Putin apparently believes the head of state of Ukraine is a valid target, suitable to be dispatched by any means. Or at least that seems to be a reasonable interpretation of some reports. Doesn't that imply that Putin himself must be, as well?

What about other senior Russian figures, even if behind a desk in Moscow? Politicians, or those enabling the war effort?

How far across the Russian political and governmental landscape, would count as valid targets?

And under international law, who is entitled to act on that status? Just Ukraine and formally declared allies, or can any third party individual/group/state declare alignment with Ukraine and become a valid actor?

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    I'm a little confused by your "Putin is a military target"....Do you mean if he could be a target of the so-called decapitation strike in military action?
    – No One
    Commented Feb 27, 2022 at 2:59
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    Basically yes. Cutting off at the head, sort of thing
    – Stilez
    Commented Feb 27, 2022 at 8:25
  • "can any third party individual/group/state declare alignment with Ukraine and become a valid actor?" I don't understand that sentence. Why should that not be possible? Or what do you mean by valid actor? Commented Feb 27, 2022 at 8:41

2 Answers 2


Russia is currently at war with Ukraine. An attack against not-directly-military targets in Russia (from bridges and power plants to aircraft factories and government offices) is legal if it follows the usual tests of the law of war.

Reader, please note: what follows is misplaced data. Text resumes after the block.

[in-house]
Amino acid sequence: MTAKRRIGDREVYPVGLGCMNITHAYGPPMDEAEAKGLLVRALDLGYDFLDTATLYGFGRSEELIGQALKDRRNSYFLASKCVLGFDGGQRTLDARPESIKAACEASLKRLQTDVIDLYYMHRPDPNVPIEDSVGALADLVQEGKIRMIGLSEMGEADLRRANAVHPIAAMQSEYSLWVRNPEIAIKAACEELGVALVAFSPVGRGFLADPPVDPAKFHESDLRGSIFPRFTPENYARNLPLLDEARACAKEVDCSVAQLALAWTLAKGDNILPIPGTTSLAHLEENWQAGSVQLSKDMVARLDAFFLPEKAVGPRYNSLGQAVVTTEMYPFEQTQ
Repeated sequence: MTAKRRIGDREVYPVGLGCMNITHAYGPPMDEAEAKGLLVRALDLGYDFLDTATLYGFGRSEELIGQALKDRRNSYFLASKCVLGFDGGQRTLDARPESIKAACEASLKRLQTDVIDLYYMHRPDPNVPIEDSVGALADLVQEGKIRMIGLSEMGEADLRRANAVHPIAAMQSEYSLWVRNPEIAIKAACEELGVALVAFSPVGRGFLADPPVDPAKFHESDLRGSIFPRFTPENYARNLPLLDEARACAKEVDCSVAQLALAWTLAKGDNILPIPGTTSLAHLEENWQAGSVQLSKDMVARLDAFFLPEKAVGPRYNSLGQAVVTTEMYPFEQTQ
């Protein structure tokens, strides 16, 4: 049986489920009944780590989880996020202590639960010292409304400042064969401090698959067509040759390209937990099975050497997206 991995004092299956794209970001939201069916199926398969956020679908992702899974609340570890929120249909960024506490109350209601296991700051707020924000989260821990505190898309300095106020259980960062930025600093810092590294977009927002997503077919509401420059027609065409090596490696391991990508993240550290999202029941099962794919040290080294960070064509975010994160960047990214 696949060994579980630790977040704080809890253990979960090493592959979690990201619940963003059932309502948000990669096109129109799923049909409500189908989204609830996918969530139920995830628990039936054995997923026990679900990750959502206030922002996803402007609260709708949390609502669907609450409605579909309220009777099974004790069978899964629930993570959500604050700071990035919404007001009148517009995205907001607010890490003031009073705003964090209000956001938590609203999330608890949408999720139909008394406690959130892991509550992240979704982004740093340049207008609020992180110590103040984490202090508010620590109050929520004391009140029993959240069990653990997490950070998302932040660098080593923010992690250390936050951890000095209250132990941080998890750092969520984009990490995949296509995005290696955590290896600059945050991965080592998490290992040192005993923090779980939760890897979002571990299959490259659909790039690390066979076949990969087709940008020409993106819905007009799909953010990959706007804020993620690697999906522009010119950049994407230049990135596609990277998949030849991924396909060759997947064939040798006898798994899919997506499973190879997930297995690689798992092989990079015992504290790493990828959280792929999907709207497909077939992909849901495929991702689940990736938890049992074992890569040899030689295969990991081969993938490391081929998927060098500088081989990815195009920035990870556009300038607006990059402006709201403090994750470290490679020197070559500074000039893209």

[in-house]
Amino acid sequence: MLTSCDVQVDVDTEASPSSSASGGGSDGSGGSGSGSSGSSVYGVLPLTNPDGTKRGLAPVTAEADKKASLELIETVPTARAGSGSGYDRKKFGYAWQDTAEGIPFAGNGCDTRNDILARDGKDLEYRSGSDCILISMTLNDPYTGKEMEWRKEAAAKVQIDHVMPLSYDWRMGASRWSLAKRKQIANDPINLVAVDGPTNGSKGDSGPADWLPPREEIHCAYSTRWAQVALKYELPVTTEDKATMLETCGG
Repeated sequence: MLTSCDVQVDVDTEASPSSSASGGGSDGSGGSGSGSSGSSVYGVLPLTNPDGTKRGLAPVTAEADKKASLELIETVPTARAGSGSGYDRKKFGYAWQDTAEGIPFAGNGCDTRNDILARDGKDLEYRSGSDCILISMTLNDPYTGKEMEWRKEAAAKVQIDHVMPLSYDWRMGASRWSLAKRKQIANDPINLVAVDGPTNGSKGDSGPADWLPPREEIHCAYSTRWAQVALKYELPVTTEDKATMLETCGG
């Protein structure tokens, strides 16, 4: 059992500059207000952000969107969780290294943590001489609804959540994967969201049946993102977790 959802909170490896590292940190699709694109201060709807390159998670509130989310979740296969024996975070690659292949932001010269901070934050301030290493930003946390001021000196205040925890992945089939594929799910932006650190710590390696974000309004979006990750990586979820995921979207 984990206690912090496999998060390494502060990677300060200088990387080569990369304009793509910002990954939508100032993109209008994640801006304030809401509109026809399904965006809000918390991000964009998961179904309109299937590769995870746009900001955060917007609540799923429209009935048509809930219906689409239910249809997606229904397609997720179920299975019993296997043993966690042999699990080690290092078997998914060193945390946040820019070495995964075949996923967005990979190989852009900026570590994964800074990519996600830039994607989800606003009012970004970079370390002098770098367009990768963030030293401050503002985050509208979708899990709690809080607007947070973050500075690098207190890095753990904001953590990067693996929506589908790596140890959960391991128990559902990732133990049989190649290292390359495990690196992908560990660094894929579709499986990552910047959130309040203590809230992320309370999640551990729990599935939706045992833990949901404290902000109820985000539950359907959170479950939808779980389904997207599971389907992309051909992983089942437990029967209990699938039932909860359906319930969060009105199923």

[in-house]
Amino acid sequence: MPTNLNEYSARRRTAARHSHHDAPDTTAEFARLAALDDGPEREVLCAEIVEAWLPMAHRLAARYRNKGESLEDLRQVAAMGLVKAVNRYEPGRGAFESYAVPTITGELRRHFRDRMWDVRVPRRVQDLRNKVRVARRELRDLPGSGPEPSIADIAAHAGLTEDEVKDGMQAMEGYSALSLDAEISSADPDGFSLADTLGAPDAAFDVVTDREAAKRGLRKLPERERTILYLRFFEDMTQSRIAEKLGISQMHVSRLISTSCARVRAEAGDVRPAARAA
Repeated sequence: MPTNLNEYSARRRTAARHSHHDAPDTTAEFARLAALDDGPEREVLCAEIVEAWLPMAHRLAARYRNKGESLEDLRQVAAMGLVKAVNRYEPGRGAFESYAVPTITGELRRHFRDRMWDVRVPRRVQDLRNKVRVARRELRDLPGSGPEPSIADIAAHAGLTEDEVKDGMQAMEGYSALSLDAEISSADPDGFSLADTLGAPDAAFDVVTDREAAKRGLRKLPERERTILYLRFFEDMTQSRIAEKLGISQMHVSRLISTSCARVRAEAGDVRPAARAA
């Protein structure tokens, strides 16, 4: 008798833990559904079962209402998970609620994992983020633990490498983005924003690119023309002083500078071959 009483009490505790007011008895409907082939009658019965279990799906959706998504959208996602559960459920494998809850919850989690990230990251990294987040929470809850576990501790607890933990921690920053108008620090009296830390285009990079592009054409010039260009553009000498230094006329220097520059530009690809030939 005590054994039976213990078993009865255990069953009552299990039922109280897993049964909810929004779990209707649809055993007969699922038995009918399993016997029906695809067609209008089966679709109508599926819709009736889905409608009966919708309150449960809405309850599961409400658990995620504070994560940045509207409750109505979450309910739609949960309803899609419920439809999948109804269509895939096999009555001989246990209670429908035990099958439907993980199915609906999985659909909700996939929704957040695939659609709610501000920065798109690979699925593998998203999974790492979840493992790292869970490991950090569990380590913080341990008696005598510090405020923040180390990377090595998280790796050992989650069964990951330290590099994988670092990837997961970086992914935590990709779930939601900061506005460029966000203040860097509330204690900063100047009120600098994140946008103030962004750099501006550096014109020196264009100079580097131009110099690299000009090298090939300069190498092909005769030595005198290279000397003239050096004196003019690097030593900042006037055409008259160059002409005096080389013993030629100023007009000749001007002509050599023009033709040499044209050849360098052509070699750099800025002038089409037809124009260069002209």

Armed forces can launch attack even if they expect collateral damage, as long as they expect the military damage to outweigh that. This is why protected sites like hospitals must be clearly marked, and not be used for other, military purposes (so they do not meet the necessity test).

The Russian President is the commander of the Russian forces and a legitimate target. So if Ukraine has a cruise missile that can hit his office, or his flat, they can try. Even if that missile may hit the flat next door. If they send uniformed troops hiking overland to Moscow, to make an infantry attack, that would also be legitimate. If the troops get captured, on the way in or the way out, they are entitled to POW status and cannot be punished for killing Russian soldiers.

Sending a plain-clothes assassin would not be covered. If such an assassin (or 'covert operator') is captured, the captors can try him or her in a criminal court, according to their domestic legal system. (So the issue of war crimes trials tends not to come up. Attempted murder is usually sufficient.) The definition of uniforms or 'distinctive insignia' was made to allow popular militas, guerillas, etc., as long as they behave in accordance with the laws of war. Here is an American study which concluded that Russia's 'polite green men' were probably covered, even without national insignia, because they were distinctive.

Other countries could join the war, either as allies of one side or the other, or as co-belligerents fighting the same enemy without being allied. (Finland claimed this status during WWII.) Once they are at war, the same rules apply to them.

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    That's helpful. Sources and authorities if able to.expand and add, or elaborate further?
    – Stilez
    Commented Feb 27, 2022 at 8:28